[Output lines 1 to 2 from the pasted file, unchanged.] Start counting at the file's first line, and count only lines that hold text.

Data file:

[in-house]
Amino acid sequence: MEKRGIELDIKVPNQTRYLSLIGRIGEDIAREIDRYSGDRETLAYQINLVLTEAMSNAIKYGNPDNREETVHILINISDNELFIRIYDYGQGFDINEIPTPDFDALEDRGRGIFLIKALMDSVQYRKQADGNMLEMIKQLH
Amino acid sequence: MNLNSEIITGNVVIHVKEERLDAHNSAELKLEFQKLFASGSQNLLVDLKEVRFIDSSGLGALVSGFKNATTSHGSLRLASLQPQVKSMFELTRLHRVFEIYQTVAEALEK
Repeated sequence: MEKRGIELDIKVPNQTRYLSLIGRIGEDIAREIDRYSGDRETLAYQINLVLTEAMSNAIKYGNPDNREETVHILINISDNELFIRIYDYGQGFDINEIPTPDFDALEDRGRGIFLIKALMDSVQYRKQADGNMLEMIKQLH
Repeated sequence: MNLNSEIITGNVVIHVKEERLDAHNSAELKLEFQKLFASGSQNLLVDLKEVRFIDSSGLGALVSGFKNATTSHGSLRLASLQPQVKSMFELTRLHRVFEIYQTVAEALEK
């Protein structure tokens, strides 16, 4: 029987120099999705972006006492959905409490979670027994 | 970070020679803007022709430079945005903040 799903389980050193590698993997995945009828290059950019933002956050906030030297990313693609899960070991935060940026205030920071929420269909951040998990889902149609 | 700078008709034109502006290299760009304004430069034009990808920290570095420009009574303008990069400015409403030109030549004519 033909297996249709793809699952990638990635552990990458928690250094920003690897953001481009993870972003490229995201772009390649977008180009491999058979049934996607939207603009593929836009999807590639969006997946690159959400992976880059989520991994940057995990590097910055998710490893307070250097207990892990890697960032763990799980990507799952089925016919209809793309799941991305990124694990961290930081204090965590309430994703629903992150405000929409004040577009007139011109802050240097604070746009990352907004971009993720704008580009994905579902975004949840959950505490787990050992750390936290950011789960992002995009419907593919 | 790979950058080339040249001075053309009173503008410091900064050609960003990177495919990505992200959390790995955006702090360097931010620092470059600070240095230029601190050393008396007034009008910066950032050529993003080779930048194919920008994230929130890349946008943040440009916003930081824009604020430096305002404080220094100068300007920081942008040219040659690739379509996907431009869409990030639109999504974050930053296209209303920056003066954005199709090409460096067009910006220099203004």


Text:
[in-house]
Amino acid sequence: MEKRGIELDIKVPNQTRYLSLIGRIGEDIAREIDRYSGDRETLAYQINLVLTEAMSNAIKYGNPDNREETVHILINISDNELFIRIYDYGQGFDINEIPTPDFDALEDRGRGIFLIKALMDSVQYRKQADGNMLEMIKQLH